Cleave numbers among his fans top crime and thriller writers such as Mark Billingham, who wrote: 'Most people come back from New Zealand talking about the breathtaking scenery and the amazing experiences. I came back raving about Paul Cleave.' John Connolly called Blood Men 'dark, bloody, and gripping . . . classic noir fiction', and said that in Paul Cleave 'Jim Thompson has another worthy heir to his throne'. The Lab's John Heath calls Cleave's writing 'uncompromising, unpredictable, and enthralling', adding, 'Made me vomit -- seriously, it's that good.' Simon Kernick said 'Cleave writes the kind of dark, intense thrillers that I never like to finish. Do yourself a favour and check him out,' and S.J Watson said 'An intense adrenalin rush from start to finish. It'll have you up all night. Fantastic!'

His novels are - The Cleaner, The Killing Hour, Cemetery Lake, Blood Men, Collecting Cooper, The Laughterhouse, Joe Victim, Five Minutes Alone, and Trust No One.

Customer Reviews

Top Customer Reviews

Format: Paperback
This is one of the best books I've read in a long time. The Cleaner has your common serial killer thriller type novel but also mixed in is a side story of comic twists as characters assume the wrong thing about other characters and that those characters did something the other ones did and other things all with hilarious results, (similar to what Donald E Westlake used to do in his classic comic capers). There's also a wrench scene that comes completely out of the blue in the storyline that will bring tears to any male reader's eyes. I've already ordered Cleave's upcoming novel The Killing Hour because if it is even a fraction as good as The Cleaner it will be one of the best books of 2008!

The basic plot of The Cleaner is a sort of as it happens memoir by a serial killer named Joe who has been terrorising the streets of Christchurch, New Zealand by night. By day he works as a cleaner (hence the title of the novel) in a Christchurch police station where everyone thinks he is mentally retarded, his nick name is slow Joe, a role he's happy to play up. While keeping an eye on the detectives on his case one day he learns another victim has been added to his tally. Not impressed he decides to solve this new murder himself and deal with this framer with his own justice. Joe's mother is also losing her sanity and memory in her old age and for some reason thinks Joe is gay. Meanwhile swayed by heavy religious beliefs and guilt over the death of her own mentally disabled brother maintenance worker Sally always puts in the extra effort to try and help and reach out to Joe. However her talking to him like an idiot does to a baby forms an impression in Joe's mind that she herself is mentally retarded as well.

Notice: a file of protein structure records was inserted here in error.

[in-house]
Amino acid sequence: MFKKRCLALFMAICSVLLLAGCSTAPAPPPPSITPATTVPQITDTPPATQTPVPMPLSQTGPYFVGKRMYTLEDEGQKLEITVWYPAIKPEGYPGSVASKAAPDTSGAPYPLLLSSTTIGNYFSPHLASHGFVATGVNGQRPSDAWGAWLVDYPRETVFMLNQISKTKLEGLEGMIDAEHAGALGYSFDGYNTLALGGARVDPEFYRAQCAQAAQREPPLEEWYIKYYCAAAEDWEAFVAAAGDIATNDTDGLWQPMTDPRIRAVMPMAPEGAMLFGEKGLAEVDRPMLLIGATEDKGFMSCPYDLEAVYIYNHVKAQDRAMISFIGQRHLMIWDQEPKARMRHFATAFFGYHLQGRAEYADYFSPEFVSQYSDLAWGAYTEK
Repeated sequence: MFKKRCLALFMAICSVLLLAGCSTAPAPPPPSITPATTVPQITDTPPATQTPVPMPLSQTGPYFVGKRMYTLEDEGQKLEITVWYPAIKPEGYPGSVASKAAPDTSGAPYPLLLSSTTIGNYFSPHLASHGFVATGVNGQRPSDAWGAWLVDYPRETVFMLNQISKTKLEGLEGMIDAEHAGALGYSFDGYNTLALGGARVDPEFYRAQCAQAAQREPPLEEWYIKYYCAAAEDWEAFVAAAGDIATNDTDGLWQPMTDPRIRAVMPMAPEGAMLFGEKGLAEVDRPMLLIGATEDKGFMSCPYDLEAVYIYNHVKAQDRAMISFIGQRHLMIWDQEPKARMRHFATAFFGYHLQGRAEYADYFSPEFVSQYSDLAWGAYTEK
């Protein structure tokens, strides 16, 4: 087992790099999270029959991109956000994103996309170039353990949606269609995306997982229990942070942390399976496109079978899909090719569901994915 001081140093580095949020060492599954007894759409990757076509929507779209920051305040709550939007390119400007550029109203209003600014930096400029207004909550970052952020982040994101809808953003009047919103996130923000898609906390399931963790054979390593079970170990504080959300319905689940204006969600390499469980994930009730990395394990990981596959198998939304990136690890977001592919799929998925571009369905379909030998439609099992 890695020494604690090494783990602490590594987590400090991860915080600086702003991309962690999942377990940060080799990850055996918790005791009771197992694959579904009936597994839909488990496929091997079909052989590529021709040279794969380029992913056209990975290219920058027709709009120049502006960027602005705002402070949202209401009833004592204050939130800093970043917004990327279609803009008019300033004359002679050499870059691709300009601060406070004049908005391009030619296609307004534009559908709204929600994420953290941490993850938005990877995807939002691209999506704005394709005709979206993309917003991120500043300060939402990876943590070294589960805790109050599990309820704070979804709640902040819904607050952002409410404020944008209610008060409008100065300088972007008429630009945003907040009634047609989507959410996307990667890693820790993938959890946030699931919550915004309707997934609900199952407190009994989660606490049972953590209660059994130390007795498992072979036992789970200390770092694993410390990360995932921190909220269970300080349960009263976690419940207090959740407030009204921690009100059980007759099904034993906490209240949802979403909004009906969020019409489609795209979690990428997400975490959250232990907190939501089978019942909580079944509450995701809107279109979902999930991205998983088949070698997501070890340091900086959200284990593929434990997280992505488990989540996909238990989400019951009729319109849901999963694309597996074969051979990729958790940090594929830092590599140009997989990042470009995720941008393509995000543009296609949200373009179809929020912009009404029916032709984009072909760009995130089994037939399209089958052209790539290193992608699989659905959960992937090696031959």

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Format: Paperback
THE CLEANER is amazing. No other word will do. Paul Cleave, winner of the prestigious Ned Kelly Award, was seemingly born full of talent and has been displaying it since he learned how to properly hold a pencil (though after reading his work, one might be reluctant to stand too close to him while he is holding any sharp object).

Cleave's first novel, originally published in 2006, grabs you on page one, shakes you on page three, and on page five knocks you down and applies the boot. Then it really gets good. Set in Cleave's hometown of Christchurch, New Zealand, THE CLEANER is told primarily in the voice of Joe, a serial killer who hides in plain sight. Joe works in the Christchurch Police Department headquarters by day, laboring as a janitor, well-liked by all who believe that the gent who toils uncomplainingly was intellectually short-changed at birth. What the police do not know is that the man who walks among them in their own headquarters and observing their investigations is the man the press has dubbed the "Christchurch Carver" and at whose feet seven victims have been laid. This troubles Joe; in fact, he has killed seven women, but only six have been discovered. The seventh victim, who has been credited to him, belongs to another killer, a copycat as it were.